There it is again: Jesus did not come looking for people to work for him. He came to work for us. He came to serve us. Jesus didn't come to recruit you to meet God's needs. God has no needs. Jesus came to bring you the resources of God to meet your needs. He died to meet your needs. He rose to meet your needs. He reigns to meet your needs—and make you happy in him forever.
Our Most Pressing Needs
The most urgent question this morning is whether we know what our most pressing needs are, and whether we will let the risen Christ come into our lives to meet those needs—whether we will let him be our servant.
The most pressing needs you have this morning are not financial needs or health needs or vocational needs or family needs—as heart-wrenching as those needs may be, and as much as Jesus stands ready in his living power to help you with them. The most pressing needs you and I have are these:
- the need to have our sin taken away and a right relationship with God established, and
- the need to overcome death.
The two great enemies of our lives are sin and death.
How God Has Met Our Needs in Jesus
And what makes the resurrection of Jesus so precious to so many of us is that it is God's declaration and confirmation that he will be our servant to meet these two needs through his Son Jesus Christ.
1. The Enemy of Sin
The Bible says, "If Christ has not been raised your faith is futile and you are still in your sins" (1 Corinthians 15:17). But Christ has been raised. And we are no longer trapped in the condemnation of our sins. The reason God raised Jesus from the dead was to put his divine seal and validation on the saving, sin-defeating death of Jesus for sinners.
Christ died for sins once for all, the righteous for the unrighteous that he might bring us to God. (1 Peter 3:18)
And God raised him from the dead on the third day to show that his death had been an awesome success. The debt had been paid, the penalty had been borne, the curse had been lifted. Our Servant from heaven had done for us the work that we could never do for ourselves—take away our sin and make us right with God.
And shall we, then, try to work for this gift? Shall we try to switch roles with our Omnipotent Servant and earn our way out of sin and into heaven? No, for the Bible makes it very clear:
By grace are you saved through faith, and this is not your own doing, it is the gift of God—not of works, lest anyone should boast. (Ephesians 2:8)
The forgiveness of your sins no matter how terrible and no matter how long—the new reconciled relationship with God—is not your work; it is God's work. Because the Son of Man came not to be served, but to serve and to give his life a ransom for many. Today his eyes run to and fro though this world and through this service to show himself powerful on behalf of those who trust in him.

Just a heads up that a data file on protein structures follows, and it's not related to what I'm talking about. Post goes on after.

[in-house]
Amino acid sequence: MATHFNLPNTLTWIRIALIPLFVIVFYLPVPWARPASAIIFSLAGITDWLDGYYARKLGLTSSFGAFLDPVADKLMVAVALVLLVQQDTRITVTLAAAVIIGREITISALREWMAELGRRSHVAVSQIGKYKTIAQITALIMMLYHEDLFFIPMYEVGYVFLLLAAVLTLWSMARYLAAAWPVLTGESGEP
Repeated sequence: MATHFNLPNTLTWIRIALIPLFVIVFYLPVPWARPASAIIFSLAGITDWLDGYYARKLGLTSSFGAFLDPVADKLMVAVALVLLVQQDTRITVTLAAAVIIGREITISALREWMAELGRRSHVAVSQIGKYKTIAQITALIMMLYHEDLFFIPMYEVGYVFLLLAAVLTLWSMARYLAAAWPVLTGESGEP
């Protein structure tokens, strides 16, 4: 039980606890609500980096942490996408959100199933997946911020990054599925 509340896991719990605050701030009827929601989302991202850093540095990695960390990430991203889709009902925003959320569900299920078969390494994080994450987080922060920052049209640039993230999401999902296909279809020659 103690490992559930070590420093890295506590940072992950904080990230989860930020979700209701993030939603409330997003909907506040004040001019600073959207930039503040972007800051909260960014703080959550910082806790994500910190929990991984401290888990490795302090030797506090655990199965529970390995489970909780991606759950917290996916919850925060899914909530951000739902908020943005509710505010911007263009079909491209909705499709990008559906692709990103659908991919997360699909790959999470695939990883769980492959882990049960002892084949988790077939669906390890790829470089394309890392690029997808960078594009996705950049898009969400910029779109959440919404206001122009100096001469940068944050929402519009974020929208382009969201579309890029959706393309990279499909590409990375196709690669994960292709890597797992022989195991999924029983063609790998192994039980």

That's the first urgent need that we have—to be free of our sins and get right with God. Jesus did it on the cross, and God sealed it with the resurrection.
2. The Enemy of Death
The other need we all have is the need to overcome death. A friend called me from Boston yesterday and said there have been 48 murders in Boston so far this year. There is a spirit of violence and fear. He said you don't even honk your horn carelessly for fear that someone might just fire a pistol through your windshield. That's our world.
There are three million people with AIDS in the world, and sixty million AIDS carriers and four hundred thousand AIDS related deaths each year. Do you think they are unusual? Not very. Three million people die of tuberculosis every year. Five hundred thousand women die in childbirth every year. There are fifteen million hunger related deaths every year. On planet earth this year 50 million people will die. The average life expectancy is 62.3 years. If I am average, I have less than 18 years to live.
Death is an enemy. We were made to live. I want to live forever! But I cannot save myself from death. Nor can any scientist in the world. That's why the resurrection of Jesus is so precious to me. Because the Bible says,
If the Spirit of him who raised Jesus from the dead dwells in you, he who raised Christ Jesus from the dead will give life to your mortal bodies also through his Spirit which dwells in you. (Romans 8:11)
In other words, because he has overcome death, we can overcome death by faith in him. Jesus himself put it powerfully like this:
I am the resurrection and the life. He who believes in me, though he die, yet shall he live, and whoever lives and believes in me shall never die. (John 11:25)
Do You Believe This?
And he turned to the woman standing by and said, "Do you believe this?" And he turns to us this morning and says, "Do you believe this?"
If you confess with your lips that Jesus is Lord, and believe in your heart that God raised him from the dead you will be saved. (Romans 10:9)
If you put your faith in Jesus Christ this morning as the living Lord and Savior,
- all your sins will be blotted out,
- you will receive the Spirit of Christ as a free gift in your heart,
- God will give you the assurance of everlasting life,
- and he himself will become your Servant to glorify his grace and his power by working everything together for your good forever and ever.